It’s true that some R-worthy movies, books, and music have little to offer, either in artistic value or moral strength. But others absolutely do. For Mormons to close ourselves off to those cultural truths sight unseen is ridiculous.
Over the last 24 hours I’ve seen several people refer to Angelou as the “caged bird” of her writings, saying she is now free of the mortal body that caged her, that cages us all. I beg to differ.
One challenge for the hierarchical LDS Church is that the same centralized structure that enables its strong and unified social media presence is also a potential obstacle to the participatory give-and-take of social media.
A couple of weeks ago I posed a question on Facebook: What was the most discouraging thing a teacher ever told you about yourself? I was surprised by the dozens of answers I received – and by their specificity.
Mette Harrison asks, “Could it be that our insistence on talking about male desire and female purity is leading to problems for married couples who do not know how to negotiate an equal sexual interaction?”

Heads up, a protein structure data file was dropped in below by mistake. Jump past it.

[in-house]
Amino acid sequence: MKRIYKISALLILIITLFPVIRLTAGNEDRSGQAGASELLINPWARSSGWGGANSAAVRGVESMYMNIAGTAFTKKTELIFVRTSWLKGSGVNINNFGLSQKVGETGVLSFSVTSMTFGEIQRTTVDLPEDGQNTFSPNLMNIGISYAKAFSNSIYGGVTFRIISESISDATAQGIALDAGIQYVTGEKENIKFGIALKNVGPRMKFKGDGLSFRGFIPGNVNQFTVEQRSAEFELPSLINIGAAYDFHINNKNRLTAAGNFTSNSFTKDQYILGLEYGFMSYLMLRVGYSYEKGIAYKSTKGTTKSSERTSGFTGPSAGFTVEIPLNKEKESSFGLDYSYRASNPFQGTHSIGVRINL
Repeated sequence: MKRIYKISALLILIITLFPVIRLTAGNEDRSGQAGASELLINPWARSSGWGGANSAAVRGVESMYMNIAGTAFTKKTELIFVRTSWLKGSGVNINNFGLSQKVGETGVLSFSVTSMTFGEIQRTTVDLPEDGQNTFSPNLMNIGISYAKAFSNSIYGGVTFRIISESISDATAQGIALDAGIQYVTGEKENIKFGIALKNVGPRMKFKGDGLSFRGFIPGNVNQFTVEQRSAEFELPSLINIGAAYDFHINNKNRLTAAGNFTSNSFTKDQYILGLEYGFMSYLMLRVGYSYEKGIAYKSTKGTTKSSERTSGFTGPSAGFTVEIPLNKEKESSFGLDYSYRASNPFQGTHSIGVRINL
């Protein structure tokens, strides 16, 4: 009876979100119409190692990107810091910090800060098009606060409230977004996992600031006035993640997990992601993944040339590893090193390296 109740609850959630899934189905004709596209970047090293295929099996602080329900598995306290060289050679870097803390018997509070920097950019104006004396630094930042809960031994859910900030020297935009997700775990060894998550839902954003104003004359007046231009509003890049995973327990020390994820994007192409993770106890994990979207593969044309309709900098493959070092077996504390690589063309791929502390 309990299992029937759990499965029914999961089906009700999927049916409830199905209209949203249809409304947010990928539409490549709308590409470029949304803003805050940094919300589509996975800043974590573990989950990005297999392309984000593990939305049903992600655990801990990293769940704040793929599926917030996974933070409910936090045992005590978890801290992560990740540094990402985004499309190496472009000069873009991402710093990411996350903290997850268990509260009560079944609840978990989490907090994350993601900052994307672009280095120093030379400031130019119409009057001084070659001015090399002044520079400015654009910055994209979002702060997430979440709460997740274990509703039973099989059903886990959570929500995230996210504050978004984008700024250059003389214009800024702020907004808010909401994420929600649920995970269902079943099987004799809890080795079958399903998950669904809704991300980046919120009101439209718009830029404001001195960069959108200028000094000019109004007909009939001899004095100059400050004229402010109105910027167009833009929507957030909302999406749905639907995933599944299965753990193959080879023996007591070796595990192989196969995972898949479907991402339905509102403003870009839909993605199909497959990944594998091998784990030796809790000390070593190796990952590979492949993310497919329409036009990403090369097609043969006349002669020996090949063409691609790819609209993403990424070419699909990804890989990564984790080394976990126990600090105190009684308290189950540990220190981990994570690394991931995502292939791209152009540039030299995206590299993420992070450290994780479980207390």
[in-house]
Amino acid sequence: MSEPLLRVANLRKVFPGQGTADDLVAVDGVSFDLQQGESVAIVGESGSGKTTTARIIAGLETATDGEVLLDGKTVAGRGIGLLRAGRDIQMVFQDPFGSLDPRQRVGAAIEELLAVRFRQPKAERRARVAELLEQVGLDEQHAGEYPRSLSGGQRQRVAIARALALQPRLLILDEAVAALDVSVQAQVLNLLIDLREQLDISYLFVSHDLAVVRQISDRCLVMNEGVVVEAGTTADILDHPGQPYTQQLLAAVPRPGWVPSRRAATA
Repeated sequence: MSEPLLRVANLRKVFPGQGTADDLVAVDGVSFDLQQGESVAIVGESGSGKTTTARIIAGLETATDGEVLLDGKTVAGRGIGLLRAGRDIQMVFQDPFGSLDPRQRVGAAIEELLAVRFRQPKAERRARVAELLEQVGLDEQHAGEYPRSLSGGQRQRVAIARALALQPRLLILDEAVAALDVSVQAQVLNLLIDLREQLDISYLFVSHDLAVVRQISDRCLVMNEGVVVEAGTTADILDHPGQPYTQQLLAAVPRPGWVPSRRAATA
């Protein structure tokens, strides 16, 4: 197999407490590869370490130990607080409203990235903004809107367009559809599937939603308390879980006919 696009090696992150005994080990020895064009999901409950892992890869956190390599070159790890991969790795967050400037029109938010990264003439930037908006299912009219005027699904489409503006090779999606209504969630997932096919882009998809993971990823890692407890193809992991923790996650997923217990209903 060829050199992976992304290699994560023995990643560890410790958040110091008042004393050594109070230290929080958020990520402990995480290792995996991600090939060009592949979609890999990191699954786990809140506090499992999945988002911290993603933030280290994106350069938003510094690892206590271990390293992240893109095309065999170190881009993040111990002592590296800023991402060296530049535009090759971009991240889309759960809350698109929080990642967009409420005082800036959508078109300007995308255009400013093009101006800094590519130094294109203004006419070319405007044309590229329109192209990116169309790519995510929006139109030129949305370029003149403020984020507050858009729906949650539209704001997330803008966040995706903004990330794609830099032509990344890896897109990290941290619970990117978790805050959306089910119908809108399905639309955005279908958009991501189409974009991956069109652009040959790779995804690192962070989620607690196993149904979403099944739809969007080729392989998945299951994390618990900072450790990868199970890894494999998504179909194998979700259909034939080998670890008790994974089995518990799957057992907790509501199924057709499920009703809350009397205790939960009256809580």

Comic book character “Enid” is a sharp, funny 15-year-old Mormon girl who wears “I Heart Dieter” t-shirts and argues with her seminary teacher. Creator Scott Hales talks about Enid and the daily comic’s growing cult following on Tumblr.
“@TheRealDieter: God is love. You are loved. Be happy and grateful! Also, now is the time on Sprockets when we dance.” And 14 other hypothetical tweets from Mormon apostles.
My church, which has always counseled against addiction in any form, is now going to PAY for my addiction by giving all Mormons a free membership to Ancestry.com. I am so there.
The LDS Church announced this morning that Dieter F. Uchtdorf of the First Presidency has been translated to heaven. “He was simply too good for this world,” said a church spokesman about the wildly popular Mormon apostle.